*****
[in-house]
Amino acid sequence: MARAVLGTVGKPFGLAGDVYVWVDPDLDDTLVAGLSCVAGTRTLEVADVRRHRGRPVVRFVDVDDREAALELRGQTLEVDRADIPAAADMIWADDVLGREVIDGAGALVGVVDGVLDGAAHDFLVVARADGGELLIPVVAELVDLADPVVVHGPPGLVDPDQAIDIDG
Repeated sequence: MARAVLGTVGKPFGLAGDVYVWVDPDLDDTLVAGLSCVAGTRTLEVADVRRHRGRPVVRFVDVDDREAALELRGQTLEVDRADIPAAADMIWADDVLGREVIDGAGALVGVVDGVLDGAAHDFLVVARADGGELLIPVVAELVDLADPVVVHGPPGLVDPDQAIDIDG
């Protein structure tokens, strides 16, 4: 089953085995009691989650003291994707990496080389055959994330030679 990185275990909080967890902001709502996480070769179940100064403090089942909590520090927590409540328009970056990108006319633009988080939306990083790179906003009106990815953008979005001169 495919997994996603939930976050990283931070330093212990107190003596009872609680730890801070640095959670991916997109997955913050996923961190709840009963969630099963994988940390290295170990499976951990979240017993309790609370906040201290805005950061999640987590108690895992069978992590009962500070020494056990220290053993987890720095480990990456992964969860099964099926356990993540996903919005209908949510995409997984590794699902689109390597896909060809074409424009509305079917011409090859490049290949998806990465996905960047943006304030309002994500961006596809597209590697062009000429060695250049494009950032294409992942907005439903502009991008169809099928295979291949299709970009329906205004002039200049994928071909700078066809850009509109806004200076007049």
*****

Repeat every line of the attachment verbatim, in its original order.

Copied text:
[in-house]
Amino acid sequence: MARAVLGTVGKPFGLAGDVYVWVDPDLDDTLVAGLSCVAGTRTLEVADVRRHRGRPVVRFVDVDDREAALELRGQTLEVDRADIPAAADMIWADDVLGREVIDGAGALVGVVDGVLDGAAHDFLVVARADGGELLIPVVAELVDLADPVVVHGPPGLVDPDQAIDIDG
Repeated sequence: MARAVLGTVGKPFGLAGDVYVWVDPDLDDTLVAGLSCVAGTRTLEVADVRRHRGRPVVRFVDVDDREAALELRGQTLEVDRADIPAAADMIWADDVLGREVIDGAGALVGVVDGVLDGAAHDFLVVARADGGELLIPVVAELVDLADPVVVHGPPGLVDPDQAIDIDG
């Protein structure tokens, strides 16, 4: 089953085995009691989650003291994707990496080389055959994330030679 990185275990909080967890902001709502996480070769179940100064403090089942909590520090927590409540328009970056990108006319633009988080939306990083790179906003009106990815953008979005001169 495919997994996603939930976050990283931070330093212990107190003596009872609680730890801070640095959670991916997109997955913050996923961190709840009963969630099963994988940390290295170990499976951990979240017993309790609370906040201290805005950061999640987590108690895992069978992590009962500070020494056990220290053993987890720095480990990456992964969860099964099926356990993540996903919005209908949510995409997984590794699902689109390597896909060809074409424009509305079917011409090859490049290949998806990465996905960047943006304030309002994500961006596809597209590697062009000429060695250049494009950032294409992942907005439903502009991008169809099928295979291949299709970009329906205004002039200049994928071909700078066809850009509109806004200076007049």